A Guiding Model for Lifestyle and Leadership

June 15, 2024
Dr. Gamaliel Baer's new book provides an adoptable model curriculum for fire departments to teach foundational health and wellness concepts regarding heart attack, cancer and suicide.

The United States seems to be pulled into extreme positions about almost every topic these days. Whether a social issue, such as race, religion or politics, or an individual issue, such as exercise or diet, the need to find a balance is more important than ever. The reason: The extremes of any issue are where you find deficiency or excess, which are the domains of vice. In contrast, virtue is found somewhere in the balance between the two extremes.

Aristotle explained the importance of understanding virtue almost 2,400 years ago, and his teaching is still valuable today. This is particularly pertinent as the U.S. fire service becomes more interested in health and wellness efforts, particularly heart attack, cancer and suicide risk reduction.


Limited education

After accounting for genetic factors, one of the keys to health is finding a balance between two extremes with regard to lifestyle factors. Many firefighters found that balance and made their way through a career of service and are living out their retirement in a healthy way. They are doing this despite the fact that health and wellness information in the fire service is far and few between.

Unfortunately, far too many firefighters get injured or ill or die on the job because of a lack of balance in their physical or mental health. The tragedy here is that the fire service openly claims that heart attack, cancer and suicide are job related, yet the efforts to educate firefighters on how to reduce the risk of these three outcomes have yet to become widespread and comprehensive.


An adoptable curriculum for the fire service

Until 2024, no adoptable model curriculum was available for fire departments to teach foundational health and wellness concepts that educate on heart attack, cancer and suicide. Even though national-level fire service organizations, such as the International Association of Fire Chiefs (IAFC), the International Association of Fire Fighters (IAFF), the National Fallen Firefighters Foundation (NFFF) and NFPA published guidance about physical and behavioral health and wellness that departments should teach, the adoption of that guidance has been slow. Part of the problem is that there was no educational curriculum that a department could adopt and share with its members. Another part of the problem is that a lot of effort is put into occupational factors that can be engineered, not lifestyle factors that must be taught and adopted.

As of 2022, the Public Safety Officers Benefits Act includes suicide as a covered fatality in addition to heart attack and stroke. Additionally, a large majority of states enacted some type of presumptive disease law for firefighters.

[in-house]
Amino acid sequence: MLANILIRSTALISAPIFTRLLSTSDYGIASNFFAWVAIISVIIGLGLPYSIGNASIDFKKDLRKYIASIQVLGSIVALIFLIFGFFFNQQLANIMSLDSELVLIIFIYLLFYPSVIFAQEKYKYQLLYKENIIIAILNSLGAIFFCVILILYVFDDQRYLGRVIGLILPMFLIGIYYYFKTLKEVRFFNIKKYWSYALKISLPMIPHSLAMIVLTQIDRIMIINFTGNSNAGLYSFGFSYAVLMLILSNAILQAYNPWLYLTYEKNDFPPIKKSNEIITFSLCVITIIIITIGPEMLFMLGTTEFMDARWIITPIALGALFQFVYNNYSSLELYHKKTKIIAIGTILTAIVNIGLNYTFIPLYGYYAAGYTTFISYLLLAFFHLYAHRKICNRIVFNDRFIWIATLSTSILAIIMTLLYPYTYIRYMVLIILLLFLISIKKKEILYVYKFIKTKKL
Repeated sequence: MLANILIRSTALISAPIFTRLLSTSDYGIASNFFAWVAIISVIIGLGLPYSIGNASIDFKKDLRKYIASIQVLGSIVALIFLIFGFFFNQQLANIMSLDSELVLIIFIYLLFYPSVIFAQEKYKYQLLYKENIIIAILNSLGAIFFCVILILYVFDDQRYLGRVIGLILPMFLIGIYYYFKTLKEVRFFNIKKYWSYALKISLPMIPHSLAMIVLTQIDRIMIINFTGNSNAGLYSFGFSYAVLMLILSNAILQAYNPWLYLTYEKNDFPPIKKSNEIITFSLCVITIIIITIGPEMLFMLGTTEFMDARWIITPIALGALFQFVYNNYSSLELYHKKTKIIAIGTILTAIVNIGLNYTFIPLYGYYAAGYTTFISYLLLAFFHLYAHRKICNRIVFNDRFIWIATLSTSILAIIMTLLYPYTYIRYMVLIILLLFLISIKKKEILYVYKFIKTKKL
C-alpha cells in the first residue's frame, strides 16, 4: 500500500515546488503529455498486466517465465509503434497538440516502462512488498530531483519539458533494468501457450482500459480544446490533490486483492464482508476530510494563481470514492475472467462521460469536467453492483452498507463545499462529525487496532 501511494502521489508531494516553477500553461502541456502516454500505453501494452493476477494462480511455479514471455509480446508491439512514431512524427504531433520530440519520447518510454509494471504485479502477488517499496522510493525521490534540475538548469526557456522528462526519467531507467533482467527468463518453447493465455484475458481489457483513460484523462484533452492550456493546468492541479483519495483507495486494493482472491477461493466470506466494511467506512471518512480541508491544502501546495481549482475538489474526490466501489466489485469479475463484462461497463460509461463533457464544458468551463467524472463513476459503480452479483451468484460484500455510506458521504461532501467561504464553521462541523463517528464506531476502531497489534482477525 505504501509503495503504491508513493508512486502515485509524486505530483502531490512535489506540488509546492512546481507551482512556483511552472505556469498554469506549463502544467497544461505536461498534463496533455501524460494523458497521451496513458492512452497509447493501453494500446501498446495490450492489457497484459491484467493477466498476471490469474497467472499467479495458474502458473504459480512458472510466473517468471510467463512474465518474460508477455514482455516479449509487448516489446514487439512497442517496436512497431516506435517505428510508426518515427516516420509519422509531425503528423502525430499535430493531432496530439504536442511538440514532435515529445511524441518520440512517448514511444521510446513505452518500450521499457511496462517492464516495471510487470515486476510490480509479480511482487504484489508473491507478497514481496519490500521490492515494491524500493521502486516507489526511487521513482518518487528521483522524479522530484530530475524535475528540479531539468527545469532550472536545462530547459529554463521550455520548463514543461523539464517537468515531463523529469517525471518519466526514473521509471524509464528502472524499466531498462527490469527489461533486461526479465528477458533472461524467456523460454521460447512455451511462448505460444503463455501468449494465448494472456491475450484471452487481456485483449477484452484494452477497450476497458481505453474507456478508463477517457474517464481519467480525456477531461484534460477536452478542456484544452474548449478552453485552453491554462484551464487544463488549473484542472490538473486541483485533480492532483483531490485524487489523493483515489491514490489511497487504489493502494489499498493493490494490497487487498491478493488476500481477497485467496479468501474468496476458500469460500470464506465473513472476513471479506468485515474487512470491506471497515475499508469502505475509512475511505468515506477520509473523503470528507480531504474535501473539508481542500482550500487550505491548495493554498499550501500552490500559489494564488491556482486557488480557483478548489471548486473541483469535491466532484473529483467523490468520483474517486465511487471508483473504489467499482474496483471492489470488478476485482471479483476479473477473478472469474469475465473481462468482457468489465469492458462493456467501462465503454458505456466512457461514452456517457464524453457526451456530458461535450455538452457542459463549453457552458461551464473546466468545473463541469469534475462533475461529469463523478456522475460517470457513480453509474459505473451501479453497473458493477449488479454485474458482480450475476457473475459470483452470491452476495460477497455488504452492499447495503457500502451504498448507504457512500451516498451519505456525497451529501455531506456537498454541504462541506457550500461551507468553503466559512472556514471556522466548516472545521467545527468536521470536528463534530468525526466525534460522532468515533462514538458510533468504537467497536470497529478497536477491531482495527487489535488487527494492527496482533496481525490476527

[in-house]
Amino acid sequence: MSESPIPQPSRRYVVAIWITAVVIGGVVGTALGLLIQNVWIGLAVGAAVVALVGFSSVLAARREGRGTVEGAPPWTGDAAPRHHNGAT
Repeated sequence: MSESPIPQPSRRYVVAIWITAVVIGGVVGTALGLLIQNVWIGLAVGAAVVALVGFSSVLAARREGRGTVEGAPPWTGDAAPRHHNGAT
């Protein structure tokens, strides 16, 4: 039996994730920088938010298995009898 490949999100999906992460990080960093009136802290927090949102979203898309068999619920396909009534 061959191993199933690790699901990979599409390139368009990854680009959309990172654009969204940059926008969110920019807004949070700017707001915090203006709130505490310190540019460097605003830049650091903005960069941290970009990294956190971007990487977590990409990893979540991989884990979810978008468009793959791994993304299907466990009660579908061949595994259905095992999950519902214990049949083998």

Although it’s great that there’s financial support for firefighters who die or get ill or injured on the job because of heart attack, cancer or suicide, it would be much better if firefighters could avoid those illnesses, injuries or deaths. Further, the Occupational Safety and Health Administration (OSHA) maintains an overarching employee mandate that employers must educate their employees on how to prevent illness, injury and death on the job. This same stipulation is contained in every state law that must meet or exceed OSHA as well as within NFPA 1500: Standard on Fire Department Occupational Safety, Health, and Wellness Program and NFPA 1583: Standard on Health-Related Fitness Programs for Fire Department Members. Departments that don’t offer some sort of education on how to reduce the risk of heart attack, cancer and suicide might increase their risk of a lawsuit by the family of a fallen firefighter.

In January 2024, a four-year book project with the NFFF, which sought to fill the literature gap of fire service health and wellness, finally came to fruition. “Operational Intelligence for Health, Wellness, and Leadership” provides an adoptable health and wellness curriculum that particularly focuses on heart attack, cancer and suicide.


Book overview

The book has five chapters. The first chapter is on resilience.

As any topic gains momentum, buzzwords that are related to that topic increase. “Resilience” and “health and wellness” have become buzzwords, so the book spends the time to dive into those words, explores how they fit into Aristotle’s philosophy, and aligns them with the strategic guidance from IAFC, IAFF, NFFF and NFPA on health and wellness education.

The first chapter also explains the Change Assessment Model, which was developed using Aristotle’s philosophy on responsibility, which is used to organize the other four chapters of the book. The model provides a way to assess where an individual or organization must change to alter its desired reality. For this reason, the model also provides a framework for how to break learning topics into appropriate sections that follow Aristotle’s logic on how to be fully responsible for one’s actions.